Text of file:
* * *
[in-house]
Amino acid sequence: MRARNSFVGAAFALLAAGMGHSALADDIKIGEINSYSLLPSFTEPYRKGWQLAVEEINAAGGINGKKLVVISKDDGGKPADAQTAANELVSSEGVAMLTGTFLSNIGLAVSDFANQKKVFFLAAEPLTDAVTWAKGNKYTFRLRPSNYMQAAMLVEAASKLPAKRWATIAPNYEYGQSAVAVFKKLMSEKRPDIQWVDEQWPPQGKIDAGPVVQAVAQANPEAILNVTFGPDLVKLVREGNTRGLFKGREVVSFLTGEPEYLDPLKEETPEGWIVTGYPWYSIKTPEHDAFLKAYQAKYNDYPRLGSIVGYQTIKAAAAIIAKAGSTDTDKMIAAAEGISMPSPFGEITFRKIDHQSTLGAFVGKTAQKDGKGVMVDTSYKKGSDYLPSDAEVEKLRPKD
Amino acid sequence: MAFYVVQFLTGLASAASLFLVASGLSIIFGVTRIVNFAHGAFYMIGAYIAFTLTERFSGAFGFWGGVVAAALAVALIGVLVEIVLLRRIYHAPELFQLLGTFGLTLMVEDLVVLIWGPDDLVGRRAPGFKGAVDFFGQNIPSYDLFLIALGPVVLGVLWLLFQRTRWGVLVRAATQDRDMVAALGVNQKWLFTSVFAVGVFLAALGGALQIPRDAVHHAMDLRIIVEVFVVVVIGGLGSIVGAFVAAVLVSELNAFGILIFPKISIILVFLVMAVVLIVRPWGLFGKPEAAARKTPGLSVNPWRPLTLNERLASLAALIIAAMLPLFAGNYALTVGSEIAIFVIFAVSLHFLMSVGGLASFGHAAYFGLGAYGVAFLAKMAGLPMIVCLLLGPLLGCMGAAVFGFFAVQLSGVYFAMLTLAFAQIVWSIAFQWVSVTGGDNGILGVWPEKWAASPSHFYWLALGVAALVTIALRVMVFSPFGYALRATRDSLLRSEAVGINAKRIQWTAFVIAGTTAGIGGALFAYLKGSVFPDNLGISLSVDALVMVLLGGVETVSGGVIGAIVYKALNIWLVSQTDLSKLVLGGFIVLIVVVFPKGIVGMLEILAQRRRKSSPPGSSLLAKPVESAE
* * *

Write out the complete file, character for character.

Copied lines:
[in-house]
Amino acid sequence: MRARNSFVGAAFALLAAGMGHSALADDIKIGEINSYSLLPSFTEPYRKGWQLAVEEINAAGGINGKKLVVISKDDGGKPADAQTAANELVSSEGVAMLTGTFLSNIGLAVSDFANQKKVFFLAAEPLTDAVTWAKGNKYTFRLRPSNYMQAAMLVEAASKLPAKRWATIAPNYEYGQSAVAVFKKLMSEKRPDIQWVDEQWPPQGKIDAGPVVQAVAQANPEAILNVTFGPDLVKLVREGNTRGLFKGREVVSFLTGEPEYLDPLKEETPEGWIVTGYPWYSIKTPEHDAFLKAYQAKYNDYPRLGSIVGYQTIKAAAAIIAKAGSTDTDKMIAAAEGISMPSPFGEITFRKIDHQSTLGAFVGKTAQKDGKGVMVDTSYKKGSDYLPSDAEVEKLRPKD
Amino acid sequence: MAFYVVQFLTGLASAASLFLVASGLSIIFGVTRIVNFAHGAFYMIGAYIAFTLTERFSGAFGFWGGVVAAALAVALIGVLVEIVLLRRIYHAPELFQLLGTFGLTLMVEDLVVLIWGPDDLVGRRAPGFKGAVDFFGQNIPSYDLFLIALGPVVLGVLWLLFQRTRWGVLVRAATQDRDMVAALGVNQKWLFTSVFAVGVFLAALGGALQIPRDAVHHAMDLRIIVEVFVVVVIGGLGSIVGAFVAAVLVSELNAFGILIFPKISIILVFLVMAVVLIVRPWGLFGKPEAAARKTPGLSVNPWRPLTLNERLASLAALIIAAMLPLFAGNYALTVGSEIAIFVIFAVSLHFLMSVGGLASFGHAAYFGLGAYGVAFLAKMAGLPMIVCLLLGPLLGCMGAAVFGFFAVQLSGVYFAMLTLAFAQIVWSIAFQWVSVTGGDNGILGVWPEKWAASPSHFYWLALGVAALVTIALRVMVFSPFGYALRATRDSLLRSEAVGINAKRIQWTAFVIAGTTAGIGGALFAYLKGSVFPDNLGISLSVDALVMVLLGGVETVSGGVIGAIVYKALNIWLVSQTDLSKLVLGGFIVLIVVVFPKGIVGMLEILAQRRRKSSPPGSSLLAKPVESAE